The morning bought a late rise for Dani – we hadn’t even been drinking! She was definitely going to be late for work but had the kindness to show me where to get the walking tour from in the centre of the city and to teach me some basics in Bulgarian. It’s fair to say my pronunciation wasn’t the best – Благодаря (bla-go-da-reah aka thank you) was my height of achievement! I also hadn’t realised that as a Slavic language Bulgarian uses the Cyrillic alphabet. During my time there I learnt more local words than any country so far due to her and her friends – cheers team!

 

The walking tour meets outside the Palace of Justice and proudly exclaims to occur twice every day of the year. It’s called the Free Sofia Tour and as ever it’s ‘free’. It was definitely a good way to learn about Sofia and Bulgaria’s history as a whole. It had a particularly excellent, interactive role-play demonstration midway through illustrating the political heads of Bulgaria with some audience participation ;) Without wishing to spoil the experience for any would-be visitors or steal from the tour guides’ tips, some of my favourite nuggets of knowledge gleamed are included below.

 

Sofia doesn’t have a classic European old town area and I loved this about the city. So often in other places I’ve visited, the old town is historical and perfect but separates the tourists from the actual modern day workings of the city. In Sofia, everything is blended together and layered on top of each other. For example, the city’s old roman ruins sit right next to the main metro terminal having been discovered when the station was constructed.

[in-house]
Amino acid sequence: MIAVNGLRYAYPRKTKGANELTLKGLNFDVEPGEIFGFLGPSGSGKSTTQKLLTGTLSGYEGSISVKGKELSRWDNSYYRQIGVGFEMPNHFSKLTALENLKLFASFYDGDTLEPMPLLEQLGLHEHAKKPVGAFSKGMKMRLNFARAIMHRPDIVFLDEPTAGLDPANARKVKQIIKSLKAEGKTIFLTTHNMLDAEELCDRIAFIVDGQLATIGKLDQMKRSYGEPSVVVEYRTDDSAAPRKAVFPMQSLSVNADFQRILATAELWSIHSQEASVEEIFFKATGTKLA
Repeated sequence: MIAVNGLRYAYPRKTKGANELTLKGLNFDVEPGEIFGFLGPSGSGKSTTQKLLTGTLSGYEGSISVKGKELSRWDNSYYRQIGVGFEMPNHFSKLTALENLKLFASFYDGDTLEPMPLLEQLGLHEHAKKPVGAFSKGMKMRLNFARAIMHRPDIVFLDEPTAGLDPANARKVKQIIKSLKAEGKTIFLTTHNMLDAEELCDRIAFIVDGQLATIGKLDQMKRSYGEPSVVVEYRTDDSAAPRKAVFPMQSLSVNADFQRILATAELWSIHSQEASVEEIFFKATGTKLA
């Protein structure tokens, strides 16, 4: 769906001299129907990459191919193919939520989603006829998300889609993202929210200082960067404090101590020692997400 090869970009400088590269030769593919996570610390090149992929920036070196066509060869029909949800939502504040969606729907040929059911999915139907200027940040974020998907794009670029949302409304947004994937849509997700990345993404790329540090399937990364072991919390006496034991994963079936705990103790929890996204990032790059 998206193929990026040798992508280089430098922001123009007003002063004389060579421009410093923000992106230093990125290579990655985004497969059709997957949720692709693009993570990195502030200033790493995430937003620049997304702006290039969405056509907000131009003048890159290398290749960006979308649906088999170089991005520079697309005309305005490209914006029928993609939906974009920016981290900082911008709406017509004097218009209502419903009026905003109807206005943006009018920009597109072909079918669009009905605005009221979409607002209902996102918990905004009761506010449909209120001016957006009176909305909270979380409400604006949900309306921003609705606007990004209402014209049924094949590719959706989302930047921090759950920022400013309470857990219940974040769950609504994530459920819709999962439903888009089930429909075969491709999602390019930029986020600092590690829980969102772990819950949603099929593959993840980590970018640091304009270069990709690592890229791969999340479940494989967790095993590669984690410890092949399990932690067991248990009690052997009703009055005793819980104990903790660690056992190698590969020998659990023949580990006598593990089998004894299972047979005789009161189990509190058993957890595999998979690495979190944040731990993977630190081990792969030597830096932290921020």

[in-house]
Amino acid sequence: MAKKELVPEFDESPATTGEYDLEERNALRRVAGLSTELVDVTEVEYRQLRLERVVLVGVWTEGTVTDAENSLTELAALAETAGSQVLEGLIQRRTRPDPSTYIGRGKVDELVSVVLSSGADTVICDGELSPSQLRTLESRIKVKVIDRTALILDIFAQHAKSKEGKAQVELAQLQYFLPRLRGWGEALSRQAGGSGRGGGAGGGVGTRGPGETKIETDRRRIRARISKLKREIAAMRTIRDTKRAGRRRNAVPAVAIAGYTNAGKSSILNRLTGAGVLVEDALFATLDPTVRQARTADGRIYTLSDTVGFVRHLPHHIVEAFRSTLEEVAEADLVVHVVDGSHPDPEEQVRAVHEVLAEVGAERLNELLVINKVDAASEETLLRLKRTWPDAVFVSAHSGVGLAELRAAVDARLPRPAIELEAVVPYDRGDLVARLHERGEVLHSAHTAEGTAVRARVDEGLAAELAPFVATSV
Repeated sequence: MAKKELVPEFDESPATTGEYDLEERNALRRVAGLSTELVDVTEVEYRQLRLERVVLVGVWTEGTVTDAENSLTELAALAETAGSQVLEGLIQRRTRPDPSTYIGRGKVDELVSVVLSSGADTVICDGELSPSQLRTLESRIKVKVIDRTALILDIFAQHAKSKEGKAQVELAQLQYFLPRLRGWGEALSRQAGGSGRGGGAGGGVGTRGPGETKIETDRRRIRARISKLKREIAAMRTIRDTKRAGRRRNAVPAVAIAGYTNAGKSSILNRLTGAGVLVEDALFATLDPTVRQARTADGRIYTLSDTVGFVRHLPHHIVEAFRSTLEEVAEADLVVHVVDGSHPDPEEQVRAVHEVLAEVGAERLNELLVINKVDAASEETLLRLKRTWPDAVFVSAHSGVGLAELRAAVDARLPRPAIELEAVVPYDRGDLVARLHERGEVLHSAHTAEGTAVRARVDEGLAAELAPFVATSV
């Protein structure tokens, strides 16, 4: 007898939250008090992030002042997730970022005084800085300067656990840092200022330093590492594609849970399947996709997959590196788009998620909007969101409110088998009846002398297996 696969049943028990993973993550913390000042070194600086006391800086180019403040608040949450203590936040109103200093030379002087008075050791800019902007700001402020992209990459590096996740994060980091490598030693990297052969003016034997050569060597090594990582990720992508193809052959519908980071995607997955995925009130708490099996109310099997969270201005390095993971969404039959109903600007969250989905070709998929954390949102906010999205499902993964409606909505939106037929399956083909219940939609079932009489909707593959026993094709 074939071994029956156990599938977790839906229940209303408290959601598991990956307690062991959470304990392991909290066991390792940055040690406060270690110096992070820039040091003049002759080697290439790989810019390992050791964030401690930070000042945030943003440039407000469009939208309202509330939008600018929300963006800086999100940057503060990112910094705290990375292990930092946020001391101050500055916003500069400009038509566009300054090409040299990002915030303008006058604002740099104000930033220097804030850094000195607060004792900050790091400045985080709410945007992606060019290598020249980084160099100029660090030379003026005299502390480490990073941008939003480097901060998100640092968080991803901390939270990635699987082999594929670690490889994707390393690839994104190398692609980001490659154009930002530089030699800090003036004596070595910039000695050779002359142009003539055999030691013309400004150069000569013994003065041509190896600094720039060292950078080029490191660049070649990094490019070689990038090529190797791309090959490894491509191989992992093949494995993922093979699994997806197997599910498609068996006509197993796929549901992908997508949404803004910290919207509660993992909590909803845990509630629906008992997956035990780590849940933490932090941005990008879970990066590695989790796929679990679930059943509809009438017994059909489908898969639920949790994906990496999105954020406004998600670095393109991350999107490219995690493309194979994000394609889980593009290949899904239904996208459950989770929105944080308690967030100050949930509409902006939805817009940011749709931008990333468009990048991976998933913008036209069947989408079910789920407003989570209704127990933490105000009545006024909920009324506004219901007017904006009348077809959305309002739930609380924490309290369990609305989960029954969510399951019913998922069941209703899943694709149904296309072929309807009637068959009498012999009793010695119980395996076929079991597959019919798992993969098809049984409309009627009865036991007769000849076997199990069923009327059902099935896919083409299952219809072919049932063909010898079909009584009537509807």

As one of the oldest capitals cities in Europe, there’s plenty of history here even if there aren’t loads of old buildings. Where the central ruins and metro terminal sit is the Square of Tolerance. It’s so called because you can see a mosque, synagogue and church around its edges. Bulgarian tolerance was demonstrated during WW2 by a last minute refusal from Bulgarian politicians, clergy and intellectuals to deport the Bulgarian Jewish population to Germany. In today’s modern world, this spoke volumes about tolerance of other beliefs – even if they are Trump supporters ;)

 

 The Square of Tolerance complete with a church in the front, Roman ruins in the middle and mosque in the background

 

While talking to the tour guide as we walked between sights I was advised not to travel the route I had planned through Turkey and the Caucasus’s: to do so was to risk my safety according to him. I’m glad to say I’ve passed through there without trouble and had a wonderful time. However, that’s not to say that I didn’t see some of the tensions in that particular part of the world – they just didn’t affect Pico and me.